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The interplay between nuclear and mitochondrial genomes creates a variety of presentations of mitochondrial disease that makes diagnosis difficult (Zeviani and DiDonato, 2007). Patients can have non-specific symptoms and even those patients with clinical findings compatible with known mitochondrial syndromes often have mixed etiologies. Therefore, although the recent advances in genetics have provided both the diagnostic tools and pathogenic insights into many mitochondrial disorders, the majority of patients suspected on clinical grounds to have a mitochondrial disease, require a combination of modalities for diagnostic confirmation (Hass et al., 2007; Thorburn et al., 2004).
In addition to the etiologic complexity of clinical diagnosis, the progressive and fluctuating course of mitochondrial disease can result in variable presentation. Due to this heterogeneity, it is not surprising that multiple systematic approaches to diagnosis exist; all of which use a combination of clinical, biochemical and structural criteria (Morava et al., 2006; Bernier et al., 2002; Wolf and Smeitink, 2002; Nonaka 2002; Nissenkorn et al., 1999; Walker et al., 1996). Most patients with mitochondrial disease demonstrate neurological symptoms and central nervous system findings that provide the foundation of diagnostic protocols. Although neurological symptoms often lead to the initial clinical referral, magnetic resonance imaging (MRI) plays an important role in interrogating the presence and pattern of central nervous system changes. As expected in this broad group of patients suspected to have a mitochondrial disease, MRI can reveal “signature” disease features, non-specific abnormalities, or a brain that appears structurally normal (Kinopoulous et al., 2005, Barragan-Campos et al., 2005; Munoz et al., 1999; Valanne et al., 1998). Metabolic and oxidative defects in mitochondrial disease can be further probed using magnetic resonance spectroscopy (MRS), which measures brain chemistry present in the millimolar (mM) range. Combined with clinical indices, these structural and biochemical probes can aid in identifying and characterizing a specific disorder. Due to the extremely safe and non-invasive nature of MRI and MRS, it is well suited to follow and evaluate disease progression, and to monitor therapeutic changes in these metabolic markers. The studies described below provide a detailed overview of the specific and non-specific changes in MRI and MRS shown to occur in mitochondrial disorders to date.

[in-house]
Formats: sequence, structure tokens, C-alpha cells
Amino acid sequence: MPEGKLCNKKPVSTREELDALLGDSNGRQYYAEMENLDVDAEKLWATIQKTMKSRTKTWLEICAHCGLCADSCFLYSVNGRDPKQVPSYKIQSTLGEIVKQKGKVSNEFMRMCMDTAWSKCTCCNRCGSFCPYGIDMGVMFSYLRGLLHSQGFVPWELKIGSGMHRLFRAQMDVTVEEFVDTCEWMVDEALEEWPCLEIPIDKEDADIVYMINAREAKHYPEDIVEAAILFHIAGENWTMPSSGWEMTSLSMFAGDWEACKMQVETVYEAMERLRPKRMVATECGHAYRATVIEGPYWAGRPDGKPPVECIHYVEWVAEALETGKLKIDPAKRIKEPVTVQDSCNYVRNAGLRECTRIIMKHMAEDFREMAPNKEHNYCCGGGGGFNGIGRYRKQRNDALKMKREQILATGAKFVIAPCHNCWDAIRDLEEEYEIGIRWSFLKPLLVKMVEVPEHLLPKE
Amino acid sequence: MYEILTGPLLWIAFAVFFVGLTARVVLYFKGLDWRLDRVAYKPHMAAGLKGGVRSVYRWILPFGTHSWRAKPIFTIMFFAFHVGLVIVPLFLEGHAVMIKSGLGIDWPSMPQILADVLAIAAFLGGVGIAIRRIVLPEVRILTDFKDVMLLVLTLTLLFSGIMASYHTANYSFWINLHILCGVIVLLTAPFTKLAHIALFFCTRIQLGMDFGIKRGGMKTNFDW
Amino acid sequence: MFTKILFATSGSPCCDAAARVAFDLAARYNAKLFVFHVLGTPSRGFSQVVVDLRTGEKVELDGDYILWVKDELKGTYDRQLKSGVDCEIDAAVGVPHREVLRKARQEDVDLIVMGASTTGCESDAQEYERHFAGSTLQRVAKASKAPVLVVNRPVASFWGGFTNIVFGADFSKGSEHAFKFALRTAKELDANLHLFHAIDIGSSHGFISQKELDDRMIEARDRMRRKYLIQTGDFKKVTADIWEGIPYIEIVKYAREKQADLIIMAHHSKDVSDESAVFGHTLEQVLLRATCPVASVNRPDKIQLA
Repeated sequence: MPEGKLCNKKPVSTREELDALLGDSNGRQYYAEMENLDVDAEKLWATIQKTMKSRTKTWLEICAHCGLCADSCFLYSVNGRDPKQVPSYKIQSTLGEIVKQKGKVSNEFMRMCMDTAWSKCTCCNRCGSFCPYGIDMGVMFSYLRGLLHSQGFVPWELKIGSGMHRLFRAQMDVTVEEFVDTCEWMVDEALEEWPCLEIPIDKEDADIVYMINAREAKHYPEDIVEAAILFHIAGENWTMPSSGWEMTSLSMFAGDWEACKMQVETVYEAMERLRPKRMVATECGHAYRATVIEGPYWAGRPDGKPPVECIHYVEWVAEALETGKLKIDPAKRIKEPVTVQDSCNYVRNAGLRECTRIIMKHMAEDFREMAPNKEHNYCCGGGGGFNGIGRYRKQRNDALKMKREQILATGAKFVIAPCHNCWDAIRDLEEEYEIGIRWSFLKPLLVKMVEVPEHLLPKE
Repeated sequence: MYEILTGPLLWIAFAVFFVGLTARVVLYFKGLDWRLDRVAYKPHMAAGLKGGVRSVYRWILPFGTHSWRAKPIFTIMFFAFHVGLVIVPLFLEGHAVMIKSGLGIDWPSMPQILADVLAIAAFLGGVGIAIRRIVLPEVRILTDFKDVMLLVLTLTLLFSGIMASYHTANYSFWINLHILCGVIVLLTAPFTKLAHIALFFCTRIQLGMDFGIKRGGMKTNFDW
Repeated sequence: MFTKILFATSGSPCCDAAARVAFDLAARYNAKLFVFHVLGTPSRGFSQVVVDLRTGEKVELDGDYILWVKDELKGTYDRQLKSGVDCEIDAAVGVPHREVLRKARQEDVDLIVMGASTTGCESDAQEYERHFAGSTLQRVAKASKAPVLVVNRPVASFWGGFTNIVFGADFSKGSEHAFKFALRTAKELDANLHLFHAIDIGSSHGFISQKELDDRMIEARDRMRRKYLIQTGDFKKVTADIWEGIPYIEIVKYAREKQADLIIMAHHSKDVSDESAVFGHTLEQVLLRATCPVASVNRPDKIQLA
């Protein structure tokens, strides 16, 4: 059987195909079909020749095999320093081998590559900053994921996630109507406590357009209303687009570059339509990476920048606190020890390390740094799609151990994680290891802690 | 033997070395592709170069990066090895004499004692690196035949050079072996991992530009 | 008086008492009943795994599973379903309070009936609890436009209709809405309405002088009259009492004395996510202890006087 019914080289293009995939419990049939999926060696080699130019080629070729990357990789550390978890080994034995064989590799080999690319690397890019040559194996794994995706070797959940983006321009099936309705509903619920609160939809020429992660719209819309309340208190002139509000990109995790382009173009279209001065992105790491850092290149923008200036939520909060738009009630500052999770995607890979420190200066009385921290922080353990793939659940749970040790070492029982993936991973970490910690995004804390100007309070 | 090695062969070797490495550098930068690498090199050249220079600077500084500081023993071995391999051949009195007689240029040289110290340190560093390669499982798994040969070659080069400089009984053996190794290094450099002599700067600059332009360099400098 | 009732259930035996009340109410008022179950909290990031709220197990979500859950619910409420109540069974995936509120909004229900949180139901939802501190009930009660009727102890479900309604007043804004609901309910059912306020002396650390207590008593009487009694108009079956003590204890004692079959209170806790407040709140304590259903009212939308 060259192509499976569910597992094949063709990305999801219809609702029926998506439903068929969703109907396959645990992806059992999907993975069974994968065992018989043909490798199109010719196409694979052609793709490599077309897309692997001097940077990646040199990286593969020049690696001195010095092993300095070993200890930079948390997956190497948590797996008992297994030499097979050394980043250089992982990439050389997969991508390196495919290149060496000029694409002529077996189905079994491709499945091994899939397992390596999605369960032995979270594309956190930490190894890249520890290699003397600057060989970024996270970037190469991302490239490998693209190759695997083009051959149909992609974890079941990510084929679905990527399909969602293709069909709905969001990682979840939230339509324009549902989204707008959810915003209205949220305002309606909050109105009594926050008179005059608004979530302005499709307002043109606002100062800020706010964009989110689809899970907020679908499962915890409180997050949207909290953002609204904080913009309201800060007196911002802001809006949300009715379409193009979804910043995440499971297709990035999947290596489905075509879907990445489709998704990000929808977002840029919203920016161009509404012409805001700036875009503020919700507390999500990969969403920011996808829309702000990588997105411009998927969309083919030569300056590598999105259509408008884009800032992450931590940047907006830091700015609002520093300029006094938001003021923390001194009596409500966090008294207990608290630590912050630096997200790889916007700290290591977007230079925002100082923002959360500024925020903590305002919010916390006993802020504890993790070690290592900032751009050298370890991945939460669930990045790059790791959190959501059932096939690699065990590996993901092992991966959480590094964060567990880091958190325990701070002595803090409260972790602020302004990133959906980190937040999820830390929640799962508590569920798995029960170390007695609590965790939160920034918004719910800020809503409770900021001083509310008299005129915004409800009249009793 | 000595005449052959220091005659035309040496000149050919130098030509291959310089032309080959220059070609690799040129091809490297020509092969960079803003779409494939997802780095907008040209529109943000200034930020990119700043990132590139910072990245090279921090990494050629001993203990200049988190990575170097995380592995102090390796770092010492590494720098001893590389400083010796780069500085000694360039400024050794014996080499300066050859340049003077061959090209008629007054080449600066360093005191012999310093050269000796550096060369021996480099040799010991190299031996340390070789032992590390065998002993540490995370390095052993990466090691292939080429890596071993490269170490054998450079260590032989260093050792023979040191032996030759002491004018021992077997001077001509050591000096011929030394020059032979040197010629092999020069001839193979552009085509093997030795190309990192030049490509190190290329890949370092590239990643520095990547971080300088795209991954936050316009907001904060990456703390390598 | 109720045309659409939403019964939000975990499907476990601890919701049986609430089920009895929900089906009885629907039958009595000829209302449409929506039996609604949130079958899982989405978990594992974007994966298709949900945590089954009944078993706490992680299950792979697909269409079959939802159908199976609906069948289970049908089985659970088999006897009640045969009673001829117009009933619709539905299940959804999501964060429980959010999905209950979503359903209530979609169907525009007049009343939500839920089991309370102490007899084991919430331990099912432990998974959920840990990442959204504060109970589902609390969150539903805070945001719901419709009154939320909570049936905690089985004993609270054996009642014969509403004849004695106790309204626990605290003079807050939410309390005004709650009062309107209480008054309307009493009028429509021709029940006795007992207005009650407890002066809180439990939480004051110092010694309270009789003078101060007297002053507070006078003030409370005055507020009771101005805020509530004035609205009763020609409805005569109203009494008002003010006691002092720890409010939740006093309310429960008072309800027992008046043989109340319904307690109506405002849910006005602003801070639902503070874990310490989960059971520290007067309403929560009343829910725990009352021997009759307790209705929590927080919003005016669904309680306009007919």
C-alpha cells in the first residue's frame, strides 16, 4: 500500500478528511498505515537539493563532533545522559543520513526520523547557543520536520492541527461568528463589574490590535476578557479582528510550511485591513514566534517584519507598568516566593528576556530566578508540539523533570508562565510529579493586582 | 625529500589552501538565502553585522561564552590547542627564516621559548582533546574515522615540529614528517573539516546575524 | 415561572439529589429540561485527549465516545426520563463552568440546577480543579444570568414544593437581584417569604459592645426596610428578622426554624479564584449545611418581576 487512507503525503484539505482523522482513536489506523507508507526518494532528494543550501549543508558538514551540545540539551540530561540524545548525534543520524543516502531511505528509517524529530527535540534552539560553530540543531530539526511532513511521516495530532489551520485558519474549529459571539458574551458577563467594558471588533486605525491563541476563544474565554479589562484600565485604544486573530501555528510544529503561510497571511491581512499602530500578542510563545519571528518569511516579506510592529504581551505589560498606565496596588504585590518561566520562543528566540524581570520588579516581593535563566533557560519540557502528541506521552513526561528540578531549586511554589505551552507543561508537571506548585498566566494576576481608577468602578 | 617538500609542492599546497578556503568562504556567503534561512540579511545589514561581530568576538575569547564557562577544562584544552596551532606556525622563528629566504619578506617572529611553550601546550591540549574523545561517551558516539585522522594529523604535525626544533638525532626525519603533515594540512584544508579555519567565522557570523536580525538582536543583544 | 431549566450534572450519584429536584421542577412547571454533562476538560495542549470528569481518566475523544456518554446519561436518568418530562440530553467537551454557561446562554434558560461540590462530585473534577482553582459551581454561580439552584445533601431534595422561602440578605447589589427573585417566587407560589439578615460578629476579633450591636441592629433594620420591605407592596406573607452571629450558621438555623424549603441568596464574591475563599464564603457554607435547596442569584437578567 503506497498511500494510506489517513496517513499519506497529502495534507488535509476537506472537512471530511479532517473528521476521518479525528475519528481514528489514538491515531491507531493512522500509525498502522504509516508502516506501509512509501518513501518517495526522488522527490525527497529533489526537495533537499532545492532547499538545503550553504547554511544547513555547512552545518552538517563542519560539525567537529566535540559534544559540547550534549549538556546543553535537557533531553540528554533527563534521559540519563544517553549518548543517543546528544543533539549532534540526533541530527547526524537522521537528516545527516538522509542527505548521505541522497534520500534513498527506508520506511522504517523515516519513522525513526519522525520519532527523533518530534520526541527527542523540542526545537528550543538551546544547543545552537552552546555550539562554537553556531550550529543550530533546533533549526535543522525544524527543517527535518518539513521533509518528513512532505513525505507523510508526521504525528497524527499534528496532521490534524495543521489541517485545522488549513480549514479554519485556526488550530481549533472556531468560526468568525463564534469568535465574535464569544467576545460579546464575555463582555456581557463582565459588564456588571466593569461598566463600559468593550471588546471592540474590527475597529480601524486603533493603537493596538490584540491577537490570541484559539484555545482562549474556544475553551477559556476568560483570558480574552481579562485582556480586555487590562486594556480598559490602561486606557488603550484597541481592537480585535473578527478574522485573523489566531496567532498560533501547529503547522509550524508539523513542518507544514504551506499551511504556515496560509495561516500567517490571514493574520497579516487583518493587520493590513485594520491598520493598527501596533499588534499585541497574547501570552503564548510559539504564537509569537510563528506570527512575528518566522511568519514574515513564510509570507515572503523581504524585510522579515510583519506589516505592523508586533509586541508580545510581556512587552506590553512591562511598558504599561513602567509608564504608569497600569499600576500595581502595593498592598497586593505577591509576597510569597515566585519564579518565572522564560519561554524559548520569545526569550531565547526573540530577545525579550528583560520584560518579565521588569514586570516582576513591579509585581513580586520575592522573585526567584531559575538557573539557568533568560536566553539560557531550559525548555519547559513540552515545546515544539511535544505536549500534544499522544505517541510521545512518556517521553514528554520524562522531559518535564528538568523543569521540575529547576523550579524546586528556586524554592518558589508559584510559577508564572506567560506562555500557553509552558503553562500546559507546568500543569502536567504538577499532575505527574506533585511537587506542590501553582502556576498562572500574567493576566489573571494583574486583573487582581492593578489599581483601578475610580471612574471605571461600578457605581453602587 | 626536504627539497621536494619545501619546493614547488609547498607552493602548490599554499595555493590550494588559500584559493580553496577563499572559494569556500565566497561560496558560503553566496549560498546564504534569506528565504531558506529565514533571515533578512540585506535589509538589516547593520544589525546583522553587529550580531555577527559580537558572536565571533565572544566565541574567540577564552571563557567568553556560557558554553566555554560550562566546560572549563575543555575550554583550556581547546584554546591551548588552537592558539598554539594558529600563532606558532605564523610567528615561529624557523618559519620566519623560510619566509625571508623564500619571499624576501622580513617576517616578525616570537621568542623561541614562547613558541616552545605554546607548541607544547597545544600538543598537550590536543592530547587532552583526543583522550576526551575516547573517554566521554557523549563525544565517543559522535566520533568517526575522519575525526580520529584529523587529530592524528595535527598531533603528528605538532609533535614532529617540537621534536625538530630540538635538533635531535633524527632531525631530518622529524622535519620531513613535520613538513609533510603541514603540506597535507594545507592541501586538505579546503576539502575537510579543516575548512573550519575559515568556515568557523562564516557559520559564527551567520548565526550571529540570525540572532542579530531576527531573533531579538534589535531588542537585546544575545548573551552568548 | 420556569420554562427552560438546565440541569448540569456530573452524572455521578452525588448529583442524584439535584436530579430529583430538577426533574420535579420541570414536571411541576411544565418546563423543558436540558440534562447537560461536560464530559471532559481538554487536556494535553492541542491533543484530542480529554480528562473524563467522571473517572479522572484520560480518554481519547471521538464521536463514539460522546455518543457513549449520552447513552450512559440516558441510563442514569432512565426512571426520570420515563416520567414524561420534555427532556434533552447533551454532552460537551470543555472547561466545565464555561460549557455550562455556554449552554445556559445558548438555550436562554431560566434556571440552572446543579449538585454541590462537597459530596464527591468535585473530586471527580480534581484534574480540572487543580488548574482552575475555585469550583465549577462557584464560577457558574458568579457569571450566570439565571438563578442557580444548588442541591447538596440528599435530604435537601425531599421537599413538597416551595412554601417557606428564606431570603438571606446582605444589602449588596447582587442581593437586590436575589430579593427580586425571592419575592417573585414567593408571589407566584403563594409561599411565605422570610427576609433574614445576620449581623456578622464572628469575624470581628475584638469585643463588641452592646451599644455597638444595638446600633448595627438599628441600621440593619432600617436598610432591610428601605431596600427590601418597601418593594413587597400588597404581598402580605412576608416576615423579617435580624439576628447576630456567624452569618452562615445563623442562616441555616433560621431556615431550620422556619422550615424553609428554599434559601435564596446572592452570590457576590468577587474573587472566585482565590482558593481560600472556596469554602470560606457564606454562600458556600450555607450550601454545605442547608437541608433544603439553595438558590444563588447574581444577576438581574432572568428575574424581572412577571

Prior to the availability of MRI, computed tomography (CT) was the mainstay for neuroimaging. Though MRI is more sensitive for detection of most pathology, CT can be useful for some pathological findings of mitochondrial disease, particularly in detecting calcification. With this in mind, we will concentrate on MRI and MRS and their use in mitochondrial disease.